The D90 is the current version of what I refer to as the "consumer flagship" series of cameras. The D80 was the previous model.
It's the most advanced camera you're likely to find in a consumer store, before moving up into the "prosumer" range of camera (advanced consumer/hobbyist, low-end professional series).
The D200 is a professional camera, a lighter and less-expensive model than the professional flagship body, often used as the backup body by a pro. It's actually a couple of models old now, the D300 and now D300s were its replacement.
In terms of color quality, I actually prefer the D200 to the modern D300/D90 series bodies. The D3 and D300 both seemed to be attuned to their higher ISO speeds, in the 1600-6400 range. On the flip side, ISO 100-800 always seemed to be overly contrasted and overexposed, and somewhat color-shifted yellow. I shot with a D3 for about 18 months, but I would only use it at night or indoors. For outdoor color, the D200 is hard to beat.
I mention all this because the D80 and D200 share the same image processing. The D80 also has gorgeous colors in decent light. It fairs well indoors, and it can even push into higher ISO 1600-3200 with adequate results. Not great results in high ISO, but at least as good as old Kodak 1000 film. Maybe not quite as good as Fuji 800 pushed to 1600-3200.
If your friend shoots casually, in a non-journalistic environment, I can see why he enjoys the D80. It's going to be hard to replace. Great outdoors, great for some indoors, okay in lower light.
For my needs, I'd be crippled with a D80 -- I'd miss shots. It's too slow, the dummy-type controls are clumsy, and my large hands cover the whole tiny body. I swear some of these consumer cameras are designed for dainty little Japanese girls, and not men. To truly have good control, I use the MB-D200 grip on my D200. So I'd have to argue with him about the D80 being all the camera anybody would need.
The only thing found in the D90 not present in the D80 is video recording function. Honestly, it's still a gimmick. Even in the higher end Canon 5D MkII, it's a bit gimmicky. I read about DSLRs in industry video magazines almost monthly now, with producers chronicling their experiences. What you end up with is a really crappy video camera (in terms of controls), with professional grade lens abilities, with only modest recording quality. The Nikon D3s is the first camera I've seen that looks like it might be a winner for the video function. It's still a growing feature, in its infancy. It needs about 3-5 more years to get where it needs to be. You'd be better off with a good DV or HDV camera for video.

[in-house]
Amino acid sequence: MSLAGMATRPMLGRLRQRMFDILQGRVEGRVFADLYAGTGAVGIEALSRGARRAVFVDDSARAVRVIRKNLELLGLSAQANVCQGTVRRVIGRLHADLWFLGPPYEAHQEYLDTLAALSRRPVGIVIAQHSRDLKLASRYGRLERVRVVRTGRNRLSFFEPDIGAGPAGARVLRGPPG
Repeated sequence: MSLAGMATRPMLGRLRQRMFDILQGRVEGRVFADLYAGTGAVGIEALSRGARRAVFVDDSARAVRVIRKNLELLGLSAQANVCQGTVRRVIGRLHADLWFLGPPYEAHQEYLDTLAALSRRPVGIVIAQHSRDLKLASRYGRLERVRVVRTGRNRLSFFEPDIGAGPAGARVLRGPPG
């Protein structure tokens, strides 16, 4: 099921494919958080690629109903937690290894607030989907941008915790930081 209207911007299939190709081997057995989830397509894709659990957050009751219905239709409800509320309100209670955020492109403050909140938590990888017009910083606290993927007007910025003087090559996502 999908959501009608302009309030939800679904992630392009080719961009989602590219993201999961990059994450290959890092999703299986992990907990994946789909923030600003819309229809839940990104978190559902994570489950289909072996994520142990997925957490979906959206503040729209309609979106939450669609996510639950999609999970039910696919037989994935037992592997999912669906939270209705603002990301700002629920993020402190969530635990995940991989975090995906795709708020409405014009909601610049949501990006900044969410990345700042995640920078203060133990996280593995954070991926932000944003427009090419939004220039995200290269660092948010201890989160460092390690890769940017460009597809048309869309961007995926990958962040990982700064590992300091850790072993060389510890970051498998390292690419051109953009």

Yes, still using the D200 quite a bit -- it's my only camera right now. I skipped baseball/softball and football/volleyball seasons this year. Did a wedding, some modeling work, some various promotional shoots, some scenic hobby stuff. I may get into high school and college basketball seasons, which start soon.
Most of my lenses are "old" lenses. I only own two DX lenses, a Tokina 12-24 f/4 and a Nikkor ultra-wide. My older Nikkor lenses all work great -- they were and still are stellar quality glass, especially the ones I bought in the late 90s. My old Tamron, Sigma and Tokina lenses did not fair so well. Although those lenses were gorgeous used on an F5 film body, the ultra resolution of today's 10MP+ digital cameras start to really enhance glass impurities. Some of those old non-Nikkor lenses are unusable at lower f-stops, being too soft or showing too much chromatic aberration (CA). A couple were unusable, period.
The most important thing to watch for on the new cameras is if they'll work with older lenses. The new G-type bodies (like the D40) won't work with lenses that have aperture rings. Only new electronic lenses work on them. The D80 worked with older lenses, so the D90 probably does too.
I was not too impressed by the Nikkor 18-200, and I resold it for the same price I bought it. I'd rather have the $600 put towards something else. I suggest that lens only to people who are non-photographers who can't handle changing lenses, but need to "grow up" beyond the $100-200 point-and-shoots. The lens is soft, and exhibits various distortions at the wide and far range. The far range at max aperture has a lot of softness and CA. It's unnacceptable for pro work -- but then it's not necessarily a pro lens, either. The VR feature never really helped me. Compared to my Nikkor 80-200 AF-S f/2.8, that 18-200 was a piece of crap, for the 80-200 range. Then again, I'm comparing a $600 lens to a $1500 lens.
For $700, you can get a $570 Sigma f/2.8 24-70 and a $130 70-300 instead. Yes, you have to change lenses, but you gain 100mm at the long end, and a wider aperture at the front end. Of course, you lost that 18-24 range, but 24mm is still fine. A later addition of a Tokina 12-24 would fix that, if the budget has $400 in it.
You can get some real steals on D200 bodies these days, so that's one place that the budget can be re-finagled to allow more money for better glass.
I guess it really depends on what you want to shoot, how heavy you want it to be (or not be), if changing lenses is an issue, etc.
A Nikon D90 with a 18-200 is NOT a bad camera, by any means. And it might be perfect for you. I'm mostly just sharing what I might do differently.
My next body will either be a D700 with the grip, or the D3s.
And for good measure, the following links help support this site:
These days, I buy most of my gear from Amazon
. Right now they've having a special no interest, no payments offer through 11/22.
has some good deals and finance offers, too.
- Next I'll check out Calumet.
- Then I start to look at Adorama
- I'll browse Abe's, see if there's a good offer or coupon. (FRIEND10 for $10 off $75 order)
is my last choice for camera gear, they're too often out of stock, and it seems they're unavailable several days per week.